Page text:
Ratan Tata’s successor, Cyrus Mistry, has some dirty work to do
Yet soon Mr Mistry will be not the pupil but the head man. In many ways he inherits a success. Mr Tata took over a slumbering conglomerate just as India’s economy was opening up in the early 1990s. On his watch, the Tata group survived a sudden battering of competition and then, in the 2000s, went global with more $20 billion of deals. There have been triumphs, including the rise of TCS, India’s leading technology services firm, and the takeover of Jaguar Land Rover (JLR), a British carmaker. Mr Tata has not avoided controversy entirely: he was one of many powerful figures secretly recorded speaking to Nira Radia, a notorious lobbyist in the graft-ridden mobile-telecoms sector, although the conversation in question was anodyne. But broadly speaking Mr Tata has been a beacon of honesty at a time when crony capitalism has become a problem in India.
However, the worst-kept secret in Indian business is that Tata has lots of dud, indebted operations. Mr Tata loved machines and design but arguably neglected corporate re-engineering. Tata is a federation with stakes in firms that usually have other investors. Tata Sons has 182 subsidiaries. Because its main holding company is not listed, Tata need not publish accounts on a “consolidated” basis (ie, adding everything up), as other conglomerates do. Its overall performance is thus murky.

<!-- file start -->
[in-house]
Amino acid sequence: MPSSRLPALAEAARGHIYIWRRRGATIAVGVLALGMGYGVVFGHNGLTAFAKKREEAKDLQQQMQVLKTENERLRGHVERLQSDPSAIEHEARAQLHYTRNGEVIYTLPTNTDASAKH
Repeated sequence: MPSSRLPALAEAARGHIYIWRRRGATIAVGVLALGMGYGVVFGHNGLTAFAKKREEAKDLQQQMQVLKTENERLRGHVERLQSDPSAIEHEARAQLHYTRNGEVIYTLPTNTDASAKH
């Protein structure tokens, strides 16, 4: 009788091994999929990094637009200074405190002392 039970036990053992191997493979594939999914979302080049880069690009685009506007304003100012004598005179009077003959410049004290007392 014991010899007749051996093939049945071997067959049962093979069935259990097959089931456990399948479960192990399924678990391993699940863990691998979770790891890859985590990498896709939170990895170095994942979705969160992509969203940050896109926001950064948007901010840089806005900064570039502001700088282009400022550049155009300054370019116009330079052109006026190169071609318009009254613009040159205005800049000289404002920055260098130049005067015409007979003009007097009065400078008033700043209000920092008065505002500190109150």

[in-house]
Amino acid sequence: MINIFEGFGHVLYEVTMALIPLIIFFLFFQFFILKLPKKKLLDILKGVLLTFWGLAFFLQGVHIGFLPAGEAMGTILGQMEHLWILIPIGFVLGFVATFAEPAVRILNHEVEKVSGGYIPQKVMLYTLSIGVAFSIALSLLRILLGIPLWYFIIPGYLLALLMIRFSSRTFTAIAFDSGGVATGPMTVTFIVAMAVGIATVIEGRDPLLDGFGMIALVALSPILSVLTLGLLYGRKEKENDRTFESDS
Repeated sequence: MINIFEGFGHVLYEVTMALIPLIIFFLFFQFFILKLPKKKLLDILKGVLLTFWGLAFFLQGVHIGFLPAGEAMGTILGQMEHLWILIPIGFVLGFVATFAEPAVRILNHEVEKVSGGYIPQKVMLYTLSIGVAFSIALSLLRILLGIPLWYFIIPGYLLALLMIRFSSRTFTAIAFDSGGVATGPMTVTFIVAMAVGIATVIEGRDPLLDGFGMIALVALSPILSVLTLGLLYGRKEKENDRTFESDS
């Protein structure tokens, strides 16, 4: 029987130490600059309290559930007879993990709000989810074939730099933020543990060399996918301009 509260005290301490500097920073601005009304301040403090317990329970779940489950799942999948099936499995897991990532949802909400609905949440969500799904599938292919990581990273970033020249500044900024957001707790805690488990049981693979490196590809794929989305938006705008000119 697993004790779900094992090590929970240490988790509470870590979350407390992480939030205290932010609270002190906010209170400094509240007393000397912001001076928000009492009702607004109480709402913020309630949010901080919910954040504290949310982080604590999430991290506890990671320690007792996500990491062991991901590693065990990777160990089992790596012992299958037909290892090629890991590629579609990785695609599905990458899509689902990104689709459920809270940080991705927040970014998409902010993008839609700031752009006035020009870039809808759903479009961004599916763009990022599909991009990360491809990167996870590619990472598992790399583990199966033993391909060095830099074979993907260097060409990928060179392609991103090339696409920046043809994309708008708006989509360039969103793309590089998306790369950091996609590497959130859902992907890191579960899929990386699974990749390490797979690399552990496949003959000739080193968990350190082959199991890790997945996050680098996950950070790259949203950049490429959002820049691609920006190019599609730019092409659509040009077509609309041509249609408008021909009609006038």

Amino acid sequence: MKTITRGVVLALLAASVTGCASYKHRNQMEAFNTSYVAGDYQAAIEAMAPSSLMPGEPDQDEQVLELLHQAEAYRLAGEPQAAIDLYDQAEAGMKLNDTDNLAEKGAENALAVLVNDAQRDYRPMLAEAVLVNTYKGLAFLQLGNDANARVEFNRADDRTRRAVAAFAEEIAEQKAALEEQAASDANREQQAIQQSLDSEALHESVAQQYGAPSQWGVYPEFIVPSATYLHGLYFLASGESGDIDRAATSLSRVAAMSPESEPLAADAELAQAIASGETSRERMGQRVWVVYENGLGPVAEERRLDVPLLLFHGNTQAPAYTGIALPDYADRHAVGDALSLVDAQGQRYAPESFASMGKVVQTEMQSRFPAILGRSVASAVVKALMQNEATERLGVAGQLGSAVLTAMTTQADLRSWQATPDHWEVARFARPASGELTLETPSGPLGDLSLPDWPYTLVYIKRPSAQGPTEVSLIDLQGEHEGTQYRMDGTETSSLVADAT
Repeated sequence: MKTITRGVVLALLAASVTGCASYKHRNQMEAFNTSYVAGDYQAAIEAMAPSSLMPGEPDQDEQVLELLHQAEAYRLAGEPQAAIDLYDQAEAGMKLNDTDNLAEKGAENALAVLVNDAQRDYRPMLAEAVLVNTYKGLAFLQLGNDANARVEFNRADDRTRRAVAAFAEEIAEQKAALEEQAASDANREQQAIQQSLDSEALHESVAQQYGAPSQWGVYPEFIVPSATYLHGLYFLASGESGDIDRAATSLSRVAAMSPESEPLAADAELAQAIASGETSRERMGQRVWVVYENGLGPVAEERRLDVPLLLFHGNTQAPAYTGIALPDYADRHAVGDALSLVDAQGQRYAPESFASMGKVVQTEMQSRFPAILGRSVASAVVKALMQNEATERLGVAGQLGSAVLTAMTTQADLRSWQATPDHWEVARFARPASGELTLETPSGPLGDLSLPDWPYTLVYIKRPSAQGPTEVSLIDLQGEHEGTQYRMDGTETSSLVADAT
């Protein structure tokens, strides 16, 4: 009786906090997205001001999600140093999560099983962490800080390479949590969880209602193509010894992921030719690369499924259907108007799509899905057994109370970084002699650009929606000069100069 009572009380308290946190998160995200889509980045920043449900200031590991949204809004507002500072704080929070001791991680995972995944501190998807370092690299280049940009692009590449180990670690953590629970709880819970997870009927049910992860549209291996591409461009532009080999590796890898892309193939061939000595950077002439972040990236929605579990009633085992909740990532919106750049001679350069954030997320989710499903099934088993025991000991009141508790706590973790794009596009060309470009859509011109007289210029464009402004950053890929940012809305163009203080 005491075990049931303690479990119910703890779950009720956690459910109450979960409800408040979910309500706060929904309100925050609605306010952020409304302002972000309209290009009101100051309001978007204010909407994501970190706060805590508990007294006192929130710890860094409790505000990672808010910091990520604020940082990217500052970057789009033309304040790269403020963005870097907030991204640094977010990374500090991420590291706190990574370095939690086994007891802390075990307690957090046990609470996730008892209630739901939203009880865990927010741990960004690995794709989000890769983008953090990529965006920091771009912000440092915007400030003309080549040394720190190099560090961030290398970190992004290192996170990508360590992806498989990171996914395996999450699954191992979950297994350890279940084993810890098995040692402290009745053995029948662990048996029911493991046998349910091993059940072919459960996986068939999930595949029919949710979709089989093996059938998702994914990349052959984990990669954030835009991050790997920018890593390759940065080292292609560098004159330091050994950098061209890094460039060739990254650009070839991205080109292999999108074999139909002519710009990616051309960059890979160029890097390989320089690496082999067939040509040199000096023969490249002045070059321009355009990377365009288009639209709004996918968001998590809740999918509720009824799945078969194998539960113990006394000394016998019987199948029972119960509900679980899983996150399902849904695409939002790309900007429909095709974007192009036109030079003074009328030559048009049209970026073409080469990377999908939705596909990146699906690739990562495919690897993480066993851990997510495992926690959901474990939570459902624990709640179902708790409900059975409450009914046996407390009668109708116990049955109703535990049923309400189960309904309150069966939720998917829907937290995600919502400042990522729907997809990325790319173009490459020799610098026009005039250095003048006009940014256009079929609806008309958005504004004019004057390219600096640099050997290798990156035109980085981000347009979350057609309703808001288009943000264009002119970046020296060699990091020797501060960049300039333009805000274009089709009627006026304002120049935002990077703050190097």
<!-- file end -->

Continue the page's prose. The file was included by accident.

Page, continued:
What Ratan didn’t do
To address this The Economist has aggregated the results of the 14 biggest operating companies (excluding Tata’s financial operations), some of which are listed. These appear to account for about 95% of the group’s sales. The sums involve some guesswork, but are a guide.
The good news for Mr Mistry is that Tata’s overall profitability is passable, with a 10% post-tax return on its $58 billion of capital employed. This figure is buoyed by its technology arm, TCS, and by Tata Motors, which owns JLR. Judged by the stockmarket value of its firms, too, Tata has done fine, largely thanks to TCS.
The bad news is that much of the group is in poor shape. In the year to March 69% of capital employed failed to make a return of 10% (see chart 1). Half of this lazy capital sits in Tata Steel. Its Indian operation is broadly healthy and investing a lot. But in 2007 it made a huge, ill-timed purchase of Corus, a British firm which, like its European peers, is in trouble. Another fifth sits in an electricity unit committed to building a big power plant which, like many rivals’, will lose money at today’s coal prices.
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